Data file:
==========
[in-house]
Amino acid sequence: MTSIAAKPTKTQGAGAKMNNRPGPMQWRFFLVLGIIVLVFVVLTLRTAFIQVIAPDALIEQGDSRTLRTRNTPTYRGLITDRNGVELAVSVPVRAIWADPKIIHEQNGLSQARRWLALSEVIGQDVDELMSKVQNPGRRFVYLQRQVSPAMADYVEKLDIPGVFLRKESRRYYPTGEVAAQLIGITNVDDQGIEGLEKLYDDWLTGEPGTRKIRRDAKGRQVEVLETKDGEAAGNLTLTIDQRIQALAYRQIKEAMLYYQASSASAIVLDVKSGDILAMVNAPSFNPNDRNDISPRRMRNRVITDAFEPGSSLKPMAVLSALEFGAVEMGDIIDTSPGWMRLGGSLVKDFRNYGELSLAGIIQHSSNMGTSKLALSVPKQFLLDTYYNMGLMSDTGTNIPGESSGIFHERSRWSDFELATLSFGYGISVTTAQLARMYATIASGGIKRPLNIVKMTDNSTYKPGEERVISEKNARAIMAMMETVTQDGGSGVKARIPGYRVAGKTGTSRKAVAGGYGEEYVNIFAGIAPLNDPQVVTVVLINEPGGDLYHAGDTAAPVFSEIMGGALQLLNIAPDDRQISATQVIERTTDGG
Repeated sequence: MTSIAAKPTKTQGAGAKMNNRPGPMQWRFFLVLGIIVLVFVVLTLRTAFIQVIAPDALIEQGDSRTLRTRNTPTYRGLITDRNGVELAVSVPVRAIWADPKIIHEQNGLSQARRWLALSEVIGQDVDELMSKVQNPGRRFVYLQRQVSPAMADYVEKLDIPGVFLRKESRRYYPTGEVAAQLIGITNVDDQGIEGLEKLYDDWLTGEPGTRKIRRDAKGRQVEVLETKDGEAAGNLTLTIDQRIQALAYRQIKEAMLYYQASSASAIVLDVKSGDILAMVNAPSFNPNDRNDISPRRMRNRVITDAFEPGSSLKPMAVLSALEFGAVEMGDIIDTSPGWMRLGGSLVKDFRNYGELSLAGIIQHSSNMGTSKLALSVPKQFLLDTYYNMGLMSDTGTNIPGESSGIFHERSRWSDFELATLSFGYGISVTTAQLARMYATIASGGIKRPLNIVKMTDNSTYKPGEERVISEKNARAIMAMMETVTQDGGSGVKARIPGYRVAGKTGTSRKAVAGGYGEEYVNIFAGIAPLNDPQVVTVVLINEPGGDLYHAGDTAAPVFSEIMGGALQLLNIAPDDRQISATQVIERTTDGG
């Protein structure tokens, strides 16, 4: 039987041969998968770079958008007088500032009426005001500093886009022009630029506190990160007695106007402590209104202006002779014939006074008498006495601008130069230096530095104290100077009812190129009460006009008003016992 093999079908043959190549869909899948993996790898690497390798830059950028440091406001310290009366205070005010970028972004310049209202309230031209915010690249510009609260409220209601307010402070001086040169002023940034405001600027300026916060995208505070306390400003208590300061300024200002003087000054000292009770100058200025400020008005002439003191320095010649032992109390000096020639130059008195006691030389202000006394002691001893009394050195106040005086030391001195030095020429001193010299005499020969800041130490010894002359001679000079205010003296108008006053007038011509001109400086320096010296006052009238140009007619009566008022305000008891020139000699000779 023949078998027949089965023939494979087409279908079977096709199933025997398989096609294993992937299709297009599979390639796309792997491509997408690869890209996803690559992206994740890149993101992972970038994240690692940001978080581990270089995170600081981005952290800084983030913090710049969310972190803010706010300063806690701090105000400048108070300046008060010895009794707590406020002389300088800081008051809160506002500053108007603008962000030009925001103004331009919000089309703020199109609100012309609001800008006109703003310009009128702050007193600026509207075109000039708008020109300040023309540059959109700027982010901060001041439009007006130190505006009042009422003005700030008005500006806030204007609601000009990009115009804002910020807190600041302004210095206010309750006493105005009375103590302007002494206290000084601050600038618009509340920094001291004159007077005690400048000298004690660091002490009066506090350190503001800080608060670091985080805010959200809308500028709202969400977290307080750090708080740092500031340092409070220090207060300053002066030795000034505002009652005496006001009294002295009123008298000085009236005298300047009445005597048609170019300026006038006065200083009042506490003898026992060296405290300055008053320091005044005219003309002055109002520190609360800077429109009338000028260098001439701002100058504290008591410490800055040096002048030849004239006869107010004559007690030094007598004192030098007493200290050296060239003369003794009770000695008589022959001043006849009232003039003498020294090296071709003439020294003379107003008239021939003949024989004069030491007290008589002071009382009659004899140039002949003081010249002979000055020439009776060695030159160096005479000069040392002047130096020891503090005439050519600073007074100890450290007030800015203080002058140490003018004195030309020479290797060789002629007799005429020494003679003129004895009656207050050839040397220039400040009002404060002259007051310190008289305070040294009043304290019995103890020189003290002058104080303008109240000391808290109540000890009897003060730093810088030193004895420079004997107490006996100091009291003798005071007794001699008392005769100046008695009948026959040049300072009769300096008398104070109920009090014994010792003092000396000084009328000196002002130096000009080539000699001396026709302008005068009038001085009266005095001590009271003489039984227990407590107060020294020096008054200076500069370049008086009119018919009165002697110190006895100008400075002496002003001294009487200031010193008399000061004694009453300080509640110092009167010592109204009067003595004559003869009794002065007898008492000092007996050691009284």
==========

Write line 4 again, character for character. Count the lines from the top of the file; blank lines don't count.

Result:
């Protein structure tokens, strides 16, 4: 039987041969998968770079958008007088500032009426005001500093886009022009630029506190990160007695106007402590209104202006002779014939006074008498006495601008130069230096530095104290100077009812190129009460006009008003016992 093999079908043959190549869909899948993996790898690497390798830059950028440091406001310290009366205070005010970028972004310049209202309230031209915010690249510009609260409220209601307010402070001086040169002023940034405001600027300026916060995208505070306390400003208590300061300024200002003087000054000292009770100058200025400020008005002439003191320095010649032992109390000096020639130059008195006691030389202000006394002691001893009394050195106040005086030391001195030095020429001193010299005499020969800041130490010894002359001679000079205010003296108008006053007038011509001109400086320096010296006052009238140009007619009566008022305000008891020139000699000779 023949078998027949089965023939494979087409279908079977096709199933025997398989096609294993992937299709297009599979390639796309792997491509997408690869890209996803690559992206994740890149993101992972970038994240690692940001978080581990270089995170600081981005952290800084983030913090710049969310972190803010706010300063806690701090105000400048108070300046008060010895009794707590406020002389300088800081008051809160506002500053108007603008962000030009925001103004331009919000089309703020199109609100012309609001800008006109703003310009009128702050007193600026509207075109000039708008020109300040023309540059959109700027982010901060001041439009007006130190505006009042009422003005700030008005500006806030204007609601000009990009115009804002910020807190600041302004210095206010309750006493105005009375103590302007002494206290000084601050600038618009509340920094001291004159007077005690400048000298004690660091002490009066506090350190503001800080608060670091985080805010959200809308500028709202969400977290307080750090708080740092500031340092409070220090207060300053002066030795000034505002009652005496006001009294002295009123008298000085009236005298300047009445005597048609170019300026006038006065200083009042506490003898026992060296405290300055008053320091005044005219003309002055109002520190609360800077429109009338000028260098001439701002100058504290008591410490800055040096002048030849004239006869107010004559007690030094007598004192030098007493200290050296060239003369003794009770000695008589022959001043006849009232003039003498020294090296071709003439020294003379107003008239021939003949024989004069030491007290008589002071009382009659004899140039002949003081010249002979000055020439009776060695030159160096005479000069040392002047130096020891503090005439050519600073007074100890450290007030800015203080002058140490003018004195030309020479290797060789002629007799005429020494003679003129004895009656207050050839040397220039400040009002404060002259007051310190008289305070040294009043304290019995103890020189003290002058104080303008109240000391808290109540000890009897003060730093810088030193004895420079004997107490006996100091009291003798005071007794001699008392005769100046008695009948026959040049300072009769300096008398104070109920009090014994010792003092000396000084009328000196002002130096000009080539000699001396026709302008005068009038001085009266005095001590009271003489039984227990407590107060020294020096008054200076500069370049008086009119018919009165002697110190006895100008400075002496002003001294009487200031010193008399000061004694009453300080509640110092009167010592109204009067003595004559003869009794002065007898008492000092007996050691009284």